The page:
The Italian government finally approved a bill to allow gay civil unions, after a long and bitter debate that has pitted the Catholic Church against Prime Minister Matteo Renzi.
In order to speed up the bill’s passage, Italian Prime Minister, Matteo Renzi, called a confidence vote in Italy’s lower house on Wednesday saying it was “unacceptable to have any more delays after years of failed attempts.”
Renzi’s cabinet survived confidence vote with 369 voting in favour of the bill compared to 193 against.
Earlier on Wednesday, knowing that a majority in the confidence vote was almost certain, Renzi declared that it was “a day of celebration for those who finally feel recognized.”
“By calling a confidence vote, we have bound the government’s survival to the civil rights battle,” Renzi added in his Facebook post.
While adoption will not be ruled out entirely, judges will decide on a case-by-case basis.
In the face of concern that civil unions would be too similar to marriage, references to a need for faithfulness were also removed.
The Democratic Party senator who first put forward the bill, Monica Cirinnà, called it a ‘hollow’ victory.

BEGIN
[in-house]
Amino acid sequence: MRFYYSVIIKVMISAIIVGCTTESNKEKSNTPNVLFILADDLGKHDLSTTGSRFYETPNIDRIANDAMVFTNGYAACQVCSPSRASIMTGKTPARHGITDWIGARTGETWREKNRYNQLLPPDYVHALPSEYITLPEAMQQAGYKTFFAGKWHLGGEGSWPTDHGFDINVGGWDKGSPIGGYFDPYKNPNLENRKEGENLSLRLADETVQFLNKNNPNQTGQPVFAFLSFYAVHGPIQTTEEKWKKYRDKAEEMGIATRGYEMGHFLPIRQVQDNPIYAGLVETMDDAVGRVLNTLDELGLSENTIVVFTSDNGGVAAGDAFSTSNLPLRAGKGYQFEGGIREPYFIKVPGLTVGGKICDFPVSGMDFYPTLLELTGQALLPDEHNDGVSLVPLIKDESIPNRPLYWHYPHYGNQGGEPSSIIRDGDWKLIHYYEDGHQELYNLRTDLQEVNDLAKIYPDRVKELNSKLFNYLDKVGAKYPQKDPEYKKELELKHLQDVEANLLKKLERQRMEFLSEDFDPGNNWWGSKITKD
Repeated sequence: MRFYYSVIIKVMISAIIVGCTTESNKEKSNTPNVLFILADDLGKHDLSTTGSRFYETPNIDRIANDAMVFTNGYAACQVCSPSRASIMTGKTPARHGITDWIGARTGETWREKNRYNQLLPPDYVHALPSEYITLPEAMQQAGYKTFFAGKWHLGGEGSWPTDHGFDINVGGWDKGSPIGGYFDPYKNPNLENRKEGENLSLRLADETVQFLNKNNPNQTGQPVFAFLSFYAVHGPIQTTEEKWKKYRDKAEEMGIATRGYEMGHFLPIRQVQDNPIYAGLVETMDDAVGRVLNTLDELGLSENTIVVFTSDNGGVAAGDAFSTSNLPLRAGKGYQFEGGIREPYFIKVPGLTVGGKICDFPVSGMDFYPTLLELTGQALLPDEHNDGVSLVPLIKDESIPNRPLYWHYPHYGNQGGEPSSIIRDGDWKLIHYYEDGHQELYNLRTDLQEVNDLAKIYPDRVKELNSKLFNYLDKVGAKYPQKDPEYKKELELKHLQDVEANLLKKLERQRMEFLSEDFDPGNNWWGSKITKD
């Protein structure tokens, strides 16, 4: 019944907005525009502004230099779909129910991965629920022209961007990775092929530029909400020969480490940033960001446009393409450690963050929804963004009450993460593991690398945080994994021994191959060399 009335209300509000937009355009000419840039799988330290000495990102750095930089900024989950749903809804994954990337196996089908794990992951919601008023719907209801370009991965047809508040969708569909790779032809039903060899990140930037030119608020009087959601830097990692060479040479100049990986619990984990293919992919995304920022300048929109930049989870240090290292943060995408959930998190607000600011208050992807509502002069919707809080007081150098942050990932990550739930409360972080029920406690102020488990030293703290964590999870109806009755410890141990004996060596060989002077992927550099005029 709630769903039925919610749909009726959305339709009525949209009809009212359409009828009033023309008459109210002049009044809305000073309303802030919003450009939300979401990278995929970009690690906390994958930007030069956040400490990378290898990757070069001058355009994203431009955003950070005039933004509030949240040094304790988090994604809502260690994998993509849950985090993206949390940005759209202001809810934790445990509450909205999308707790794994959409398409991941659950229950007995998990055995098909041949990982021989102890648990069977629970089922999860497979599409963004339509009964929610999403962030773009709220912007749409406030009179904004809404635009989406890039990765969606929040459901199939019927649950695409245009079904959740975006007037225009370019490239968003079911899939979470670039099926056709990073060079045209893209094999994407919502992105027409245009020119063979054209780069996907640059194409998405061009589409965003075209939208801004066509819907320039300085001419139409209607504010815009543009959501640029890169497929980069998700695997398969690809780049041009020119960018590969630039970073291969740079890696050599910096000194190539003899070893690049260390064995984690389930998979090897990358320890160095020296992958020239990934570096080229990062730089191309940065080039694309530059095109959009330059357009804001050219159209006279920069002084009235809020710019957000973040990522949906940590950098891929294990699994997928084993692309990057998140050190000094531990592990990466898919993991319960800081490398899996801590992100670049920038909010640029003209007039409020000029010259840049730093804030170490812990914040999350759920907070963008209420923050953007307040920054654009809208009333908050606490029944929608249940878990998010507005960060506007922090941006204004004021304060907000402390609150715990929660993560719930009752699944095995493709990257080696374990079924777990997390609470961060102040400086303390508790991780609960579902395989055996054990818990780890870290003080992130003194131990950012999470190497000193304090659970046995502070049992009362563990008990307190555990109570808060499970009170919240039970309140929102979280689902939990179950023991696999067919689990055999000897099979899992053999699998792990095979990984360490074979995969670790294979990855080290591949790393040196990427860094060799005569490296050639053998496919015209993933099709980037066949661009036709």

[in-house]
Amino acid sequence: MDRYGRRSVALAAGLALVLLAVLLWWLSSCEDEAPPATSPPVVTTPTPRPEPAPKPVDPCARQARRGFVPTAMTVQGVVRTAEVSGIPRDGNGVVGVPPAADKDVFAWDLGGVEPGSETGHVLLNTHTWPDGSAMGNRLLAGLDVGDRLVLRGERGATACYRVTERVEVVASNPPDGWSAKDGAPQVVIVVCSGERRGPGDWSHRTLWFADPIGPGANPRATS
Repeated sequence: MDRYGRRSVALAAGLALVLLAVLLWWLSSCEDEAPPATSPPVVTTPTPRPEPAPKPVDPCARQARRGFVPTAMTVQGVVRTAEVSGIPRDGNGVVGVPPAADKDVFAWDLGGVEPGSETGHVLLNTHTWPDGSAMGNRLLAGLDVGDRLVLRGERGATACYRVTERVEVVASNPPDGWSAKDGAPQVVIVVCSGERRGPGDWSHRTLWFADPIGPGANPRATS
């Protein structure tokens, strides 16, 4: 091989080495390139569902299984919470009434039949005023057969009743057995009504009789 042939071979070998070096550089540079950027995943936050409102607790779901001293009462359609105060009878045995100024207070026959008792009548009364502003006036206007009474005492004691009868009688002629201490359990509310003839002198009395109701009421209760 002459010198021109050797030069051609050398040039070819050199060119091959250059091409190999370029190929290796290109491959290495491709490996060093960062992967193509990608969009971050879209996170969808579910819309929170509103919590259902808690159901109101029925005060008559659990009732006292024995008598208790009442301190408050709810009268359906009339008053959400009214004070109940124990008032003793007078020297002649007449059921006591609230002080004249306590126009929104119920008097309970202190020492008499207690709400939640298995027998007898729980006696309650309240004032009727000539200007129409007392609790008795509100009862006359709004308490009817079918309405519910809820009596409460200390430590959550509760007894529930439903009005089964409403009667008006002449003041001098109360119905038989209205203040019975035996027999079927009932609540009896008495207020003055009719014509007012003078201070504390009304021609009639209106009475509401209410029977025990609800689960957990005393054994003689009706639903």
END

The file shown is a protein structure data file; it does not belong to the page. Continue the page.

“I’m thinking of the children of so many friends,” she said, referring to the bill’s missing stepchild adoption provisions.
Cirinnà said that while the passage of the bill finally recognizes homosexual couples in Italy – there is still some way to go until they enjoy the rights extended to heterosexual ones.
“Now, we must take the second step,” she declared.
Renzi is not the first Italian Prime Minister to attempt to legalize gay civil unions.
Slightly less ambitious attempts were made by the centre-left government of Romano Prodi in 2007 but were abandoned following a huge demo by anti-gay rights protesters.
Head of the Rainbow Families association, Marilena Grassadonia, slammed the bill as a “a monument to the hypocrisy and ineptitude of a political class.” Grassadonia added that the bill would go down in history for its shortcomings.
“This government will go down in history not for having passed the first law on gay unions, but for having denied children their family rights,” she said.